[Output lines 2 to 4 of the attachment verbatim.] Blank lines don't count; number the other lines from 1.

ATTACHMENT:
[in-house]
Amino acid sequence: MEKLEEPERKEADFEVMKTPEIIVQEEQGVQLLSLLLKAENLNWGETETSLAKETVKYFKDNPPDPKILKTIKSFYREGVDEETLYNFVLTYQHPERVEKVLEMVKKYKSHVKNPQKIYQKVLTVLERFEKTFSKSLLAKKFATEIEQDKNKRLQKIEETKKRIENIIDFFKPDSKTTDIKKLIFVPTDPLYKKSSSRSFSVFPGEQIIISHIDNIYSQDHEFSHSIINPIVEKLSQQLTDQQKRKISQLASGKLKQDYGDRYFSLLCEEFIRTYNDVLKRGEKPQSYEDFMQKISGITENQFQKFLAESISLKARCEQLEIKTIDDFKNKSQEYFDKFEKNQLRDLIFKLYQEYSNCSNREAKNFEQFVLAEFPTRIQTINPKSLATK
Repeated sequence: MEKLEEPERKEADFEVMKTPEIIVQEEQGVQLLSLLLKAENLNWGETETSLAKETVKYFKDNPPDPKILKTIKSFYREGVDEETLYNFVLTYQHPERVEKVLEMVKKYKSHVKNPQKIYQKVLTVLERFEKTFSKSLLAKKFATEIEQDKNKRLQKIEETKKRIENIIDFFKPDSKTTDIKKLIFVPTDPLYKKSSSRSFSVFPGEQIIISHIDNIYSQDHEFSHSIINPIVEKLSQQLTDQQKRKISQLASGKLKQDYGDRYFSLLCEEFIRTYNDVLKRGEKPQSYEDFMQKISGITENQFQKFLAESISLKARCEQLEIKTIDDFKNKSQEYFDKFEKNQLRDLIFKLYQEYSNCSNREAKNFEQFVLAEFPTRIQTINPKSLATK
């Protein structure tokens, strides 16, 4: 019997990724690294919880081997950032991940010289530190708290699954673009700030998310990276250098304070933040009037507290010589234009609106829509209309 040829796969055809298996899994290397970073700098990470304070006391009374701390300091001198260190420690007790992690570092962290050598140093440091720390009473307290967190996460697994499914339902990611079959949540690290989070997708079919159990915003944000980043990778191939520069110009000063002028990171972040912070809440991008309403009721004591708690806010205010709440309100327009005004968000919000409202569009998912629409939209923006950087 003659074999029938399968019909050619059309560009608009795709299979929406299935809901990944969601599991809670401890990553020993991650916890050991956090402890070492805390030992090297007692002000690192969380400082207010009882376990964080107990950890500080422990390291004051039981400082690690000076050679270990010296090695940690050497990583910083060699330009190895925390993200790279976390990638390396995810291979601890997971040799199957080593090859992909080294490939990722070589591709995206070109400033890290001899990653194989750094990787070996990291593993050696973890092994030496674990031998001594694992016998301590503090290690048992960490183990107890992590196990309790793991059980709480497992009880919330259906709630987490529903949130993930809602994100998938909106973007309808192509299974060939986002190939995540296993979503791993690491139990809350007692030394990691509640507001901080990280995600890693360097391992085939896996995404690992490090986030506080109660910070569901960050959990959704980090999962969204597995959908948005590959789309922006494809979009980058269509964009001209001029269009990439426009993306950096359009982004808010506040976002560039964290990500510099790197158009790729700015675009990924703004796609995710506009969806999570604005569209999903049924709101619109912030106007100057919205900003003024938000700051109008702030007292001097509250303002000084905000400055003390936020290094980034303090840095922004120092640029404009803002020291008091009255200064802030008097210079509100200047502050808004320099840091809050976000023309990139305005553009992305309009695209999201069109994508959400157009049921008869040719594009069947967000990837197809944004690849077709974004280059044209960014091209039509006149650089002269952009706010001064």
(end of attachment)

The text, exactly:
Amino acid sequence: MEKLEEPERKEADFEVMKTPEIIVQEEQGVQLLSLLLKAENLNWGETETSLAKETVKYFKDNPPDPKILKTIKSFYREGVDEETLYNFVLTYQHPERVEKVLEMVKKYKSHVKNPQKIYQKVLTVLERFEKTFSKSLLAKKFATEIEQDKNKRLQKIEETKKRIENIIDFFKPDSKTTDIKKLIFVPTDPLYKKSSSRSFSVFPGEQIIISHIDNIYSQDHEFSHSIINPIVEKLSQQLTDQQKRKISQLASGKLKQDYGDRYFSLLCEEFIRTYNDVLKRGEKPQSYEDFMQKISGITENQFQKFLAESISLKARCEQLEIKTIDDFKNKSQEYFDKFEKNQLRDLIFKLYQEYSNCSNREAKNFEQFVLAEFPTRIQTINPKSLATK
Repeated sequence: MEKLEEPERKEADFEVMKTPEIIVQEEQGVQLLSLLLKAENLNWGETETSLAKETVKYFKDNPPDPKILKTIKSFYREGVDEETLYNFVLTYQHPERVEKVLEMVKKYKSHVKNPQKIYQKVLTVLERFEKTFSKSLLAKKFATEIEQDKNKRLQKIEETKKRIENIIDFFKPDSKTTDIKKLIFVPTDPLYKKSSSRSFSVFPGEQIIISHIDNIYSQDHEFSHSIINPIVEKLSQQLTDQQKRKISQLASGKLKQDYGDRYFSLLCEEFIRTYNDVLKRGEKPQSYEDFMQKISGITENQFQKFLAESISLKARCEQLEIKTIDDFKNKSQEYFDKFEKNQLRDLIFKLYQEYSNCSNREAKNFEQFVLAEFPTRIQTINPKSLATK
């Protein structure tokens, strides 16, 4: 019997990724690294919880081997950032991940010289530190708290699954673009700030998310990276250098304070933040009037507290010589234009609106829509209309 040829796969055809298996899994290397970073700098990470304070006391009374701390300091001198260190420690007790992690570092962290050598140093440091720390009473307290967190996460697994499914339902990611079959949540690290989070997708079919159990915003944000980043990778191939520069110009000063002028990171972040912070809440991008309403009721004591708690806010205010709440309100327009005004968000919000409202569009998912629409939209923006950087 003659074999029938399968019909050619059309560009608009795709299979929406299935809901990944969601599991809670401890990553020993991650916890050991956090402890070492805390030992090297007692002000690192969380400082207010009882376990964080107990950890500080422990390291004051039981400082690690000076050679270990010296090695940690050497990583910083060699330009190895925390993200790279976390990638390396995810291979601890997971040799199957080593090859992909080294490939990722070589591709995206070109400033890290001899990653194989750094990787070996990291593993050696973890092994030496674990031998001594694992016998301590503090290690048992960490183990107890992590196990309790793991059980709480497992009880919330259906709630987490529903949130993930809602994100998938909106973007309808192509299974060939986002190939995540296993979503791993690491139990809350007692030394990691509640507001901080990280995600890693360097391992085939896996995404690992490090986030506080109660910070569901960050959990959704980090999962969204597995959908948005590959789309922006494809979009980058269509964009001209001029269009990439426009993306950096359009982004808010506040976002560039964290990500510099790197158009790729700015675009990924703004796609995710506009969806999570604005569209999903049924709101619109912030106007100057919205900003003024938000700051109008702030007292001097509250303002000084905000400055003390936020290094980034303090840095922004120092640029404009803002020291008091009255200064802030008097210079509100200047502050808004320099840091809050976000023309990139305005553009992305309009695209999201069109994508959400157009049921008869040719594009069947967000990837197809944004690849077709974004280059044209960014091209039509006149650089002269952009706010001064």